As the bus rolled past the market, I strained my neck to try to catch a glimpse of the fruit being sold today. Tumba bisilu – jasti bisilu – idde (it’s so hot – too hot) and the last thing I wanted to do was to walk 1.5 km carrying my week's worth of fruit. On the other hand, if I didn’t buy it today I would have to buy from a grocery store later on in the week, and I much prefer buying it direct. Plus, I tell myself, what would be better on a day like today than an ice cold fruit smoothie when I get home?
We rolled through the signal and around the corner, and I was the first to hop off, dodging the passengers overeager to board. I retraced the bus’s steps and my fruit farmer spotted me before I spotted her; there was no turning back now. The table was plain fruit; nothing too exotic: 2 pineapples, 3 cantaloupes, 20 sweet limes (Uffda! 20?), a plate of black grapes, and – finally – bananas.
Halfway through our conversation, I became aware of an old woman in a red sari behind me. Standing, watching, waiting. She had her hand extended, quietly, and I knew what she was asking for.
Knowing how to interact with beggars is often a struggle for me in this “developing” and “corrupt” country, as it probably is for others, too. Foreigners are told to ignore begggars; they may be pimped out, they may be enslaved, they should be in school instead and giving to them only encourages the system. However, Scripture says not to shut your hand from your brother in need; and, may I add, once you look into the eyes of a beggar, your life will never be the same. Bananas are some of the most practical foods to share, and today my farmer friend had given me more thank I had asked for. When I turned around, I placed the bananas in the woman’s hand. She lifted her eyes to mine in thanks, and I smiled into hers, then walked away.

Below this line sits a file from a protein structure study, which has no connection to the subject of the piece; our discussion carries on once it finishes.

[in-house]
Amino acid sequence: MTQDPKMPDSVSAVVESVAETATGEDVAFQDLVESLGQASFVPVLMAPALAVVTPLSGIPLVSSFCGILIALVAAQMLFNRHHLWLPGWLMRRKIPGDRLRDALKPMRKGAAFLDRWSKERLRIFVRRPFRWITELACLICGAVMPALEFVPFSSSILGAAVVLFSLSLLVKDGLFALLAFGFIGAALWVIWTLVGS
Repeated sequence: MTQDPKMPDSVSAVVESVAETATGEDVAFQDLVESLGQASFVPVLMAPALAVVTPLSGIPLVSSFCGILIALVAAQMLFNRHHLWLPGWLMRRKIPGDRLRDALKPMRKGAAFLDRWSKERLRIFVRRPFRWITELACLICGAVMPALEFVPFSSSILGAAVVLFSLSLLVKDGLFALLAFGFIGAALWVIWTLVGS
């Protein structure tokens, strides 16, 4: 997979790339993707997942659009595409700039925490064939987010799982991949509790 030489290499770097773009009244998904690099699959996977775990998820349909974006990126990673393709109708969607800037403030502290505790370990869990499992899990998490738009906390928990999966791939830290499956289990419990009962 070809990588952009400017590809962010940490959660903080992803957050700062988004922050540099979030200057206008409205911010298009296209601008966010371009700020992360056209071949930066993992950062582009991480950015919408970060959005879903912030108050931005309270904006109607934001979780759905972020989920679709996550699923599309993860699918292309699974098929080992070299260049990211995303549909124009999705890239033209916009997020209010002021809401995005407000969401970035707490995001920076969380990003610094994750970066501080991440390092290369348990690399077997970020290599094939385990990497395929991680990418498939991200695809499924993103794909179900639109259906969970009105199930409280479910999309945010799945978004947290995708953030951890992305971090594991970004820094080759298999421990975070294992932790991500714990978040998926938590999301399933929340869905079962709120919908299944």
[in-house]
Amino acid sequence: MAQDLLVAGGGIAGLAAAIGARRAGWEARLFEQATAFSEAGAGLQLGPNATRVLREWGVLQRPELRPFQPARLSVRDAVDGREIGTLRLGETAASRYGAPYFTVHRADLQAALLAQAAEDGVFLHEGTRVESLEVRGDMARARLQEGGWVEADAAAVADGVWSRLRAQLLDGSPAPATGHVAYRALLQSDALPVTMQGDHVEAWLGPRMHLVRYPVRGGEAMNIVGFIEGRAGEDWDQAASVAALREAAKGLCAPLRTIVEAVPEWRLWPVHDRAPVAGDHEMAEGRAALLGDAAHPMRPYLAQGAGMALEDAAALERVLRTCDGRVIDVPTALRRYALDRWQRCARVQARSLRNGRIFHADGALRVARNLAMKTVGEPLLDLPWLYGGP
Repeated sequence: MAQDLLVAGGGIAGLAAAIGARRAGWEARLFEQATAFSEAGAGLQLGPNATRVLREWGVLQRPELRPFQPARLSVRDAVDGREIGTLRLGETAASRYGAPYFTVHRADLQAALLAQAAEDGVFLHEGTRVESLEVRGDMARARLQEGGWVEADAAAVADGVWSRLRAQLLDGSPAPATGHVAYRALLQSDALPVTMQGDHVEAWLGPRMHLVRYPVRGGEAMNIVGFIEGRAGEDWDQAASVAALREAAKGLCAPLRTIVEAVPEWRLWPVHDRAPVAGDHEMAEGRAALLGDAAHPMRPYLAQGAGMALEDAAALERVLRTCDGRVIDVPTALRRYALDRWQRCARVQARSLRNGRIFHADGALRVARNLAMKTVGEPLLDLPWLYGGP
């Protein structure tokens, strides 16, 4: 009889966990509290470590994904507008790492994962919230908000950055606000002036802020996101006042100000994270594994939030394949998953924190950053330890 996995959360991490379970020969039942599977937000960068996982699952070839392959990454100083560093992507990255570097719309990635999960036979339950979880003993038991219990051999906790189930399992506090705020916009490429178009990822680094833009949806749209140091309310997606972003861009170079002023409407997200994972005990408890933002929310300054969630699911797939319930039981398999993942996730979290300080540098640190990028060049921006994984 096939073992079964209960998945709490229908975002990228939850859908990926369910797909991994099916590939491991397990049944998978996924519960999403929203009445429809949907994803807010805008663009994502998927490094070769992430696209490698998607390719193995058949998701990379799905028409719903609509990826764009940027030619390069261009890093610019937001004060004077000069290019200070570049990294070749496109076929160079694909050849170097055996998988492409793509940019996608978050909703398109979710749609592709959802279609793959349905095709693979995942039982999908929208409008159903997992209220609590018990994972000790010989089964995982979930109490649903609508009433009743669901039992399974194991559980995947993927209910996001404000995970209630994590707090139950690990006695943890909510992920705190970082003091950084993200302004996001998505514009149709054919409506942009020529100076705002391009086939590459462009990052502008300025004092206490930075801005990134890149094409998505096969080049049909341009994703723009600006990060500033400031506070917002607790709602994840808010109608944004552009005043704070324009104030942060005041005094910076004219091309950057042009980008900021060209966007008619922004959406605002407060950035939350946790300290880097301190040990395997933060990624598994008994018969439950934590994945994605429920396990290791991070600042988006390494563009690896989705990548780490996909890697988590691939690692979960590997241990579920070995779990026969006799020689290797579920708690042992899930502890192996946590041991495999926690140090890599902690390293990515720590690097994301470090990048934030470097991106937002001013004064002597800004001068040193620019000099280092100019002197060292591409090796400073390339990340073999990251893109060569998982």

I often struggle after giving to the poor – how am I supposed to feel? Proud of myself for doing something good? Down on myself because I know that I can never do enough? Because I fumble for a 2 rupee coin with one hand while holding my iPhone in the other? After buying some spinach I began my walk home in the dusty evening light and reached up to finger the pendant hanging from my neck: the widow’s mite. I bought the mite in Jerusalem nearby the temple ruins; it is a relic of the story of the widow who came to the temple and was giving her offering at the same time as the Pharisee. The Pharisee gave in all his gold and his glory, but the woman gave humbly and gave everything that she had to live on. The Pharisee gave out of his excess, but the widow gave out of her poverty.
I gave this woman a bundle of bananas that I didn’t need; they were extra. Because of who I am, where I come from, the manner in which I am employed, giving of food isn’t a sacrifice and, Lord willing, never will be. I eat simply, yes, but never have to wonder where my next meal will come from. Heck, I have the luxury of deciding if I am going to buy my produce from the farmer or the grocery store, and the choice of shopping later if I am feeling too lazy to lug it home. How – how – can I give out of my poverty? Give sacrificially? Give in a way that is not self-centered, give with wisdom and love? That is the question of my heart this Palm Sunday. Because the widow at the temple isn’t the only one who gave – Jesus did, too.